APPEAL FROM THE CIRCUIT COURT OF THE FIRST JUDICIAL CIRCUIT CHARLES MIX COUNTY, SOUTH DAKOTA HONORABLE BRUCE V. ANDERSON Judge
The opinion of the court was delivered by: Gilbertson, Chief Justice
CONSIDERED ON BRIEFS ON OCTOBER 4, 2010
[¶1.] K.K. admitted to a juvenile delinquency petition alleging misprision of a felony. The trial court ordered her to pay restitution to the owners of the bar that was burglarized. She appeals, arguing there is not a sufficient causal connection between K.K.'s misprision of a felony and the victim's loss to require restitution. We affirm.
[¶2.] In January 2009, a group of teenagers broke into the Blue Room Bar in Geddes, South Dakota. Substantial damage was done to the building and many items, including alcohol and cigarettes, were stolen. An investigation revealed K.K. was one of the teenagers involved. She was sixteen at the time of the burglary. Officers interviewed K.K. and searched her home for stolen items. None were found.
[¶3.] A petition was filed charging K.K. with grand theft by receiving stolen property and aiding and abetting a third-degree burglary. The petition was later amended, dropping the previous charges and alleging that K.K. committed misprision of a felony under SDCL 22-11-12.*fn1 K.K. admitted to the amended petition.
[¶4.] At the adjudicatory hearing, K.K. stated she and several companions were riding around in a car the night of the burglary. They discussed breaking into the Blue Room Bar using a rock. K.K. told her companions they were not going to find any rocks near the bar and they should get a brick. This knowledge of the premises was based on her previous work for the cafe portion of the business. K.K. told the court that she did not witness the burglary. She stated that some of the juveniles were dropped off near the Blue Room Bar, but she remained in the car, which proceeded to drive around. The car was later summoned to pick up the companions who had burglarized the Blue Room Bar. On January 11, 2009, K.K. was called to the Sheriff's Office, where she confirmed she was in the car during the break-in. At the adjudicatory hearing, K.K. admitted being in the car immediately after the burglary occurred and either helping load the stolen items or watching them being loaded. She denied receiving any stolen merchandise, and none was found at her residence. At no point did K.K. report the crime, despite her knowledge that her companions were planning to break into the Blue Room Bar and did, in fact, do so. K.K. did not voluntarily come forward after the crime was committed.
[¶5.] The trial court stated it did not believe K.K.'s story minimizing her involvement in the burglary. The court adjudicated K.K. to be a delinquent child. Additionally, the court found a causal connection between K.K.'s conduct and the losses sustained by the Blue Room Bar. K.K. was ordered, among other things, to pay restitution jointly and severally to the Blue Room Bar pursuant to SDCL §§ 26-8C-7(1) and 26-8B-6(4), in the total amount of $3,294.05.*fn2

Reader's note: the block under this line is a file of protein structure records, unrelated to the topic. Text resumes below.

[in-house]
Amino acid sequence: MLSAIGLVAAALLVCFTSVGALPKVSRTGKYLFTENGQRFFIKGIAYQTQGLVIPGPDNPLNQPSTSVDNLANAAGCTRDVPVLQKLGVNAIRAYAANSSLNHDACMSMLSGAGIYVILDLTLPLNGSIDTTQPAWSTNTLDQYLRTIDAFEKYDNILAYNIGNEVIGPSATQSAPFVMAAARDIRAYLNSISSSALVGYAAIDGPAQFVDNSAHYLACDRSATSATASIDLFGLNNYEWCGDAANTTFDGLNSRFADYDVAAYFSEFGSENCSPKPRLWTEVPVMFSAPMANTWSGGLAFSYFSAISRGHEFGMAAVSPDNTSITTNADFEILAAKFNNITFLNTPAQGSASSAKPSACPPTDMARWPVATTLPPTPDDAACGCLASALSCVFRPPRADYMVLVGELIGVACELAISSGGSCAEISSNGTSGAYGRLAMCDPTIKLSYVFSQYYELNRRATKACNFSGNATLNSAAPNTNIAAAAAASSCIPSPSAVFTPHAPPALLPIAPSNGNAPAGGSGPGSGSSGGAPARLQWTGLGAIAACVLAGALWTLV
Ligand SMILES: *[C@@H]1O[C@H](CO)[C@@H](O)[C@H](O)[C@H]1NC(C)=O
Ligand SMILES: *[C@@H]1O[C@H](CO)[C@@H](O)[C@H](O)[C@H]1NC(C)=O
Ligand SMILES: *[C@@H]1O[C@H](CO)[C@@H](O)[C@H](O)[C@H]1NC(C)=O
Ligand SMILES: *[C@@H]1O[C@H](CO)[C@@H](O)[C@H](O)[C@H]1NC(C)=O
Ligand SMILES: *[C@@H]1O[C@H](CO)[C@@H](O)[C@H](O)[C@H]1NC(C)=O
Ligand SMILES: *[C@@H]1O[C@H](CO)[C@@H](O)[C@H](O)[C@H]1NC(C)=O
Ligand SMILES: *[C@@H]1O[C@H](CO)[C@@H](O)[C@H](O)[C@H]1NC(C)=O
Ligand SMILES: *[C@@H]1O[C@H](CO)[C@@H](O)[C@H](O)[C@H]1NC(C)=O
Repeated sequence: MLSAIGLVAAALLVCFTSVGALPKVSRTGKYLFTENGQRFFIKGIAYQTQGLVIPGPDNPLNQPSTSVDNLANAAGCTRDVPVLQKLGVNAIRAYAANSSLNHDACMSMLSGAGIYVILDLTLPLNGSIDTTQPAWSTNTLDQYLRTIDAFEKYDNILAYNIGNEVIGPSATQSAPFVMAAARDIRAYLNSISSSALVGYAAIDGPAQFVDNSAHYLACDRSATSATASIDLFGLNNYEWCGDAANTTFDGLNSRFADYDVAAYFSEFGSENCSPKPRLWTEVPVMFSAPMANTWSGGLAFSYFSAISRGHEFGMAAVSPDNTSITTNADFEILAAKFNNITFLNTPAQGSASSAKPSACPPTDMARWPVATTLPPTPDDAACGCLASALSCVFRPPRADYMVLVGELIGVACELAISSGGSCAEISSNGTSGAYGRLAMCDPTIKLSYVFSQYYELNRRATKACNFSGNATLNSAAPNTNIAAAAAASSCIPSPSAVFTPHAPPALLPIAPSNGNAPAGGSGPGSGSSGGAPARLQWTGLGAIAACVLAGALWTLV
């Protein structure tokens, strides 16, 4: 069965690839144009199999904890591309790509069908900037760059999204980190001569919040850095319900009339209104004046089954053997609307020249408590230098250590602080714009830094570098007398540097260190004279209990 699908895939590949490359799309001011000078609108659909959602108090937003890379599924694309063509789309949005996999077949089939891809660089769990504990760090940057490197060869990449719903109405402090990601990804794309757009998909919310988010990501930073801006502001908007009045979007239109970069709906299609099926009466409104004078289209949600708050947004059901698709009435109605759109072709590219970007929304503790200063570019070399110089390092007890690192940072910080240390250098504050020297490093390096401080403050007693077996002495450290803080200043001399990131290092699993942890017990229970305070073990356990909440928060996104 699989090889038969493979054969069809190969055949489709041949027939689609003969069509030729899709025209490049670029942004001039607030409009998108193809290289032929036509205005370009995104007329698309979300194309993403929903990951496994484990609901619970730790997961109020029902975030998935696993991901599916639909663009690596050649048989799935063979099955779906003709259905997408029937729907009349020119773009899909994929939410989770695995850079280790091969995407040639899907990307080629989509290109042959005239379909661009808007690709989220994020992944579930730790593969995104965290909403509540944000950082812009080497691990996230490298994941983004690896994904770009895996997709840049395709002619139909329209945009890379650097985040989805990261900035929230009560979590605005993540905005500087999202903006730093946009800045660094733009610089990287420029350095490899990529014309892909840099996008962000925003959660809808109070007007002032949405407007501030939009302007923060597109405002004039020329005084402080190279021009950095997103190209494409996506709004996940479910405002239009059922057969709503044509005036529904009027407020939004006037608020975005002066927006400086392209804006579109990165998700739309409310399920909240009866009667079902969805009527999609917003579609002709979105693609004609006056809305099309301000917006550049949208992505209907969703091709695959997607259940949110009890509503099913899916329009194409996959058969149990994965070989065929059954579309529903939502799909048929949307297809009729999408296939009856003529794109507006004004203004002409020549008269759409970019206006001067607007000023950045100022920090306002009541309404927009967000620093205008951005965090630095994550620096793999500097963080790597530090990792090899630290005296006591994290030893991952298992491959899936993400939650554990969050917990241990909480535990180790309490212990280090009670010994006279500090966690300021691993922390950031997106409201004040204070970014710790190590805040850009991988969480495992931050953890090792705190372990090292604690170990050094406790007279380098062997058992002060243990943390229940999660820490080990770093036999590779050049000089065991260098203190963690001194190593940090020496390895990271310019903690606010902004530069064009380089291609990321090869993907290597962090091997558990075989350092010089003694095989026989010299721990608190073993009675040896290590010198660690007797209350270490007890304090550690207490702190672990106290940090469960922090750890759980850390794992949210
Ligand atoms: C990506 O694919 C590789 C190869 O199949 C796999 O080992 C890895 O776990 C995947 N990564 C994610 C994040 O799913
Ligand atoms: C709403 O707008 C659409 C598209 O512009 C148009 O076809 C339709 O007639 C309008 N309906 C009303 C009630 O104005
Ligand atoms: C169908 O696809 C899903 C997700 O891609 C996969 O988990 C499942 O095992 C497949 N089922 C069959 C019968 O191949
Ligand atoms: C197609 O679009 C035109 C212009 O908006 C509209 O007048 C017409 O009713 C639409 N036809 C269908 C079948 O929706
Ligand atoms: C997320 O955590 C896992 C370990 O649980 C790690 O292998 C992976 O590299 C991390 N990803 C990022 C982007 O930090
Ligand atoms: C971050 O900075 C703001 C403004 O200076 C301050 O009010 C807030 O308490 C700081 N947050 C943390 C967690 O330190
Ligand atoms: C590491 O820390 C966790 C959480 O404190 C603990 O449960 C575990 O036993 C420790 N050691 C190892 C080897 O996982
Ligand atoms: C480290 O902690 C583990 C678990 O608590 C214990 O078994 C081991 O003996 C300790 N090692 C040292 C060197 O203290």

[¶6.] K.K. raises the following issue on appeal:
Whether the trial court erred in requiring K.K. to pay restitution.
[¶7.] A trial court has broad discretion in imposing restitution. State v. Hofer, 2008 S.D. 109, ¶ 12, 757 N.W.2d 790, 794. The trial court's findings of fact concerning a restitution award are reviewed under the clearly erroneous standard. State v. Wingler, 2007 S.D. 59, ¶ 7, 734 N.W.2d 795, 797 (citing State v. Martin ,2006 S.D. 104, ¶ 5, 724 N.W.2d 872, 874). The standard of review for statutory interpretation is de novo. In re M.D.D., 2009 S.D. 94, ¶ 3, 774 N.W.2d 793, 794.
[¶8.] The trial court found K.K. to be a delinquent child and ordered restitution under SDCL ch. 26-8C,*fn3 which governs delinquent children. On appeal, K.K. argues she should not be required to pay restitution because she did not admit involvement in the burglary, and hence there is no causal connection between her misprision of a felony and the burglary causing the damage to the Blue Room Bar. In other words, she claims the Blue Room Bar sustained losses as a result of the burglary, not her failure to report the burglary. [¶9.] SDCL ch. 23A-28 governs restitution to victims in criminal cases when the defendant is an adult. This Court held in State v. Joyce , 2004 S.D. 73, ¶ 16, 681 N.W.2d 468, 471, that "South Dakota's restitution statutes require a causal connection between a defendant's crime and a victim's damages." See also Hofer ,2008 S.D. 109, ¶ 27, 757 N.W.2d at 798. The State argues that even though cases decided under SDCL ch. 23A-28 do not govern juvenile cases, for purposes of burden of proof and standard of review there is no legal rationale not to apply the same standard of review in adult and juvenile cases. Therefore, the State argues that the trial court must be "reasonably satisfied" that restitution is appropriate. Martin ,2006 S.D. 104, ¶ 5, 724 N.W.2d at 874. Rather than contest the applicable standard, K.K. contends that factually there is no such causal connection here. [¶10.] The causal connection requirement for adult restitution cases is derived from the statutory language found in SDCL 23A-28-1, which provides in part, "It is the policy of this state that restitution shall be made by each violator of the criminal laws to the victims of the violator's criminal ...